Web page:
From a malted milk to a chocolate bourbon, a custard cream to a ginger nut as a nation we love a biscuit with our cuppa! With this in mind, our 'What makes Britain Great' week began with excitement and cheers as our Hacton pupils took part in 'The Great British Biscuit Off!'. With their eyes tightly shut, children inhaled the sweet aroma of traditional British biscuits, felt their texture and then - the best part - took a bite. Our terrific testers correctly identified the British classics and even knew to remove the wrapper from a Tunnock's teacake with their eyes closed!


E for Effort

Every week, teachers recognise pupils in their class who have made an extra effort. These pupils are presented with the E for Effort cup during our whole school assembly.

Congratulations to all the wonderful children who made an extra effort last week.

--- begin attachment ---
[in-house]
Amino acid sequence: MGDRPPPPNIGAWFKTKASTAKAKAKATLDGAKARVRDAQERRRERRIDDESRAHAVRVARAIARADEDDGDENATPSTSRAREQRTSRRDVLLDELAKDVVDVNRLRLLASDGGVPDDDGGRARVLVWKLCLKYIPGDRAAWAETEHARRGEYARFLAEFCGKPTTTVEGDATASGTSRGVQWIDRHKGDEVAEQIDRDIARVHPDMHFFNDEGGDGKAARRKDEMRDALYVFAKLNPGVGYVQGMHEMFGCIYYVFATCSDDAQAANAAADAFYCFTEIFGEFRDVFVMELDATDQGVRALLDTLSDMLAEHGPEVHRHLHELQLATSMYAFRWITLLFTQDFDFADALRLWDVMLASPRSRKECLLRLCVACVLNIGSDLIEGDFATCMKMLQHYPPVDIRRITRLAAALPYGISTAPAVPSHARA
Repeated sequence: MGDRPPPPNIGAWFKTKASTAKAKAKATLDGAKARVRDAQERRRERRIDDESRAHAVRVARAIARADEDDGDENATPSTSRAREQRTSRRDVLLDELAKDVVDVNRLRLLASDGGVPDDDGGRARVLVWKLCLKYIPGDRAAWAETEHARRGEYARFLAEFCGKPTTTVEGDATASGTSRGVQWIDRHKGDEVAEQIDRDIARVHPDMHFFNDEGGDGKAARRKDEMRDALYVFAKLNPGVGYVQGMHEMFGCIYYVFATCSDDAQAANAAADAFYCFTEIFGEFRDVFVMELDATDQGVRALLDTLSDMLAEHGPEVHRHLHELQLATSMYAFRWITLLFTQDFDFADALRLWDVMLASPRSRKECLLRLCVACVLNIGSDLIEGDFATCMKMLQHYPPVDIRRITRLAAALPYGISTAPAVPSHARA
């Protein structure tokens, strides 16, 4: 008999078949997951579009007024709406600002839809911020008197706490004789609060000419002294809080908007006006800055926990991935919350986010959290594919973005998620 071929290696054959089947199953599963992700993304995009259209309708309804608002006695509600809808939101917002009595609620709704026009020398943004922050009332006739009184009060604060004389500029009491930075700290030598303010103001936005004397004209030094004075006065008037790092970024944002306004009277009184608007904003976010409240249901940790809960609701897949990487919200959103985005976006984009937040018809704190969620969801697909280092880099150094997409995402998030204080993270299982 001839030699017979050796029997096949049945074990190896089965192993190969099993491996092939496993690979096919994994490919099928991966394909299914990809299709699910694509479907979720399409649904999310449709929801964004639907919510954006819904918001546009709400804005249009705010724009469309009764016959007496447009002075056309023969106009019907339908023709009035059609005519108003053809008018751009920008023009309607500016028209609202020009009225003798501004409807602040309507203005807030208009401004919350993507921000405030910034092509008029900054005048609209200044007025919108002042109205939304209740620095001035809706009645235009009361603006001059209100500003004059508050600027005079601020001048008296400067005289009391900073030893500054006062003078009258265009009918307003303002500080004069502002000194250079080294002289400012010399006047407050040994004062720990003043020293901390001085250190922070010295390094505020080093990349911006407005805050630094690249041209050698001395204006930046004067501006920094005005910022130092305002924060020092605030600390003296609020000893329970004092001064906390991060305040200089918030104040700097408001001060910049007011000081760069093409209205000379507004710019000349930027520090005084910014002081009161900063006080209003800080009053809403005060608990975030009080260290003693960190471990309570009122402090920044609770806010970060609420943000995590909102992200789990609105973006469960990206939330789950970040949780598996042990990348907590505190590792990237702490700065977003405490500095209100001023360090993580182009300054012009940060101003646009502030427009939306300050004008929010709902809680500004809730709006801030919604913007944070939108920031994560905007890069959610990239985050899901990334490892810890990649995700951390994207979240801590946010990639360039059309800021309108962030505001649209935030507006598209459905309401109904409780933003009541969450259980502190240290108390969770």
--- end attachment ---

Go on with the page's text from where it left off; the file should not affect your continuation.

Thursday, 11 October 2018

Year 5 Science: The Earth and Space

On a dewy, sunny October morning, Year 5 began their scientific investigation into how the rotation of the Earth on its axis affects the sunlight it receives throughout a day. The experiment was set up bright and early. A cone and meter rule were place in the middle of the field. The shadow created by these was measured at intervals throughout the day and the position of the sun was noted.

As the sun rose from behind the trees on Plumpton Avenue, Year 5 teachers took the first reading at 7.30 am and discovered that the shadow measured over 11 meters in length.

At 9.15 am, the children took their first reading and noted how the sun had already moved in the sky. The experiment helped our super scientists understand that although the sun appeared to move in the sky, it was actually the Earth rotating towards the sun that created this effect. It also helped illustrate that the position of the sun in relation to the Earth has an effect on the length of shadows and also why we have a night and day.